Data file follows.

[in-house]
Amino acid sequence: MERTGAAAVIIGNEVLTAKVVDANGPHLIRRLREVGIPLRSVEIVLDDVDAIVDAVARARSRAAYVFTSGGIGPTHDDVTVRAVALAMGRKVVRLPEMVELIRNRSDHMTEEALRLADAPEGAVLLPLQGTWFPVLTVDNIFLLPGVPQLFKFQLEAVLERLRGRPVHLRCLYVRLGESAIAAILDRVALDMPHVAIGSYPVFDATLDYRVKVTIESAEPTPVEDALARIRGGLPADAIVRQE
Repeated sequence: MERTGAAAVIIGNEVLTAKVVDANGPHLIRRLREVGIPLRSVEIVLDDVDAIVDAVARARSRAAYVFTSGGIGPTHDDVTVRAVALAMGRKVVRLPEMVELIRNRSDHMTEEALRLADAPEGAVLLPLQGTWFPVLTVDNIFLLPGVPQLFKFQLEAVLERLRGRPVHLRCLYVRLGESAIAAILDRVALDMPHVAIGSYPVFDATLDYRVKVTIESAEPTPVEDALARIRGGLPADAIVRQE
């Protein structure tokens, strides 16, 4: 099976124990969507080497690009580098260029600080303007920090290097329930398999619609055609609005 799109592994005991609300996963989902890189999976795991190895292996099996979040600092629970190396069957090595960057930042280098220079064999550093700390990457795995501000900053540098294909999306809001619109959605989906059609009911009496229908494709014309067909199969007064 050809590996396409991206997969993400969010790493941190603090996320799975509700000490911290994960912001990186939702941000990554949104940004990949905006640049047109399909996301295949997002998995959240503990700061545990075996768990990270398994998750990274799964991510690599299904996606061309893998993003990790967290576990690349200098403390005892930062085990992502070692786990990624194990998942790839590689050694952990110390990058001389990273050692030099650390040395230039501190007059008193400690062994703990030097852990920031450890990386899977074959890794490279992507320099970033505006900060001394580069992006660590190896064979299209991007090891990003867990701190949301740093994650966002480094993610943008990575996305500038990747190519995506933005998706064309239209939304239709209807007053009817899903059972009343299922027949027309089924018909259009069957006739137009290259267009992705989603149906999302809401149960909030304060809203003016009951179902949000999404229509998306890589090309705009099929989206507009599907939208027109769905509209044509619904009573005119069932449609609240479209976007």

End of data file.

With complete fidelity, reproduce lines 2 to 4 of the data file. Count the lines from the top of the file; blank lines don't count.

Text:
Amino acid sequence: MERTGAAAVIIGNEVLTAKVVDANGPHLIRRLREVGIPLRSVEIVLDDVDAIVDAVARARSRAAYVFTSGGIGPTHDDVTVRAVALAMGRKVVRLPEMVELIRNRSDHMTEEALRLADAPEGAVLLPLQGTWFPVLTVDNIFLLPGVPQLFKFQLEAVLERLRGRPVHLRCLYVRLGESAIAAILDRVALDMPHVAIGSYPVFDATLDYRVKVTIESAEPTPVEDALARIRGGLPADAIVRQE
Repeated sequence: MERTGAAAVIIGNEVLTAKVVDANGPHLIRRLREVGIPLRSVEIVLDDVDAIVDAVARARSRAAYVFTSGGIGPTHDDVTVRAVALAMGRKVVRLPEMVELIRNRSDHMTEEALRLADAPEGAVLLPLQGTWFPVLTVDNIFLLPGVPQLFKFQLEAVLERLRGRPVHLRCLYVRLGESAIAAILDRVALDMPHVAIGSYPVFDATLDYRVKVTIESAEPTPVEDALARIRGGLPADAIVRQE
């Protein structure tokens, strides 16, 4: 099976124990969507080497690009580098260029600080303007920090290097329930398999619609055609609005 799109592994005991609300996963989902890189999976795991190895292996099996979040600092629970190396069957090595960057930042280098220079064999550093700390990457795995501000900053540098294909999306809001619109959605989906059609009911009496229908494709014309067909199969007064 050809590996396409991206997969993400969010790493941190603090996320799975509700000490911290994960912001990186939702941000990554949104940004990949905006640049047109399909996301295949997002998995959240503990700061545990075996768990990270398994998750990274799964991510690599299904996606061309893998993003990790967290576990690349200098403390005892930062085990992502070692786990990624194990998942790839590689050694952990110390990058001389990273050692030099650390040395230039501190007059008193400690062994703990030097852990920031450890990386899977074959890794490279992507320099970033505006900060001394580069992006660590190896064979299209991007090891990003867990701190949301740093994650966002480094993610943008990575996305500038990747190519995506933005998706064309239209939304239709209807007053009817899903059972009343299922027949027309089924018909259009069957006739137009290259267009992705989603149906999302809401149960909030304060809203003016009951179902949000999404229509998306890589090309705009099929989206507009599907939208027109769905509209044509619904009573005119069932449609609240479209976007």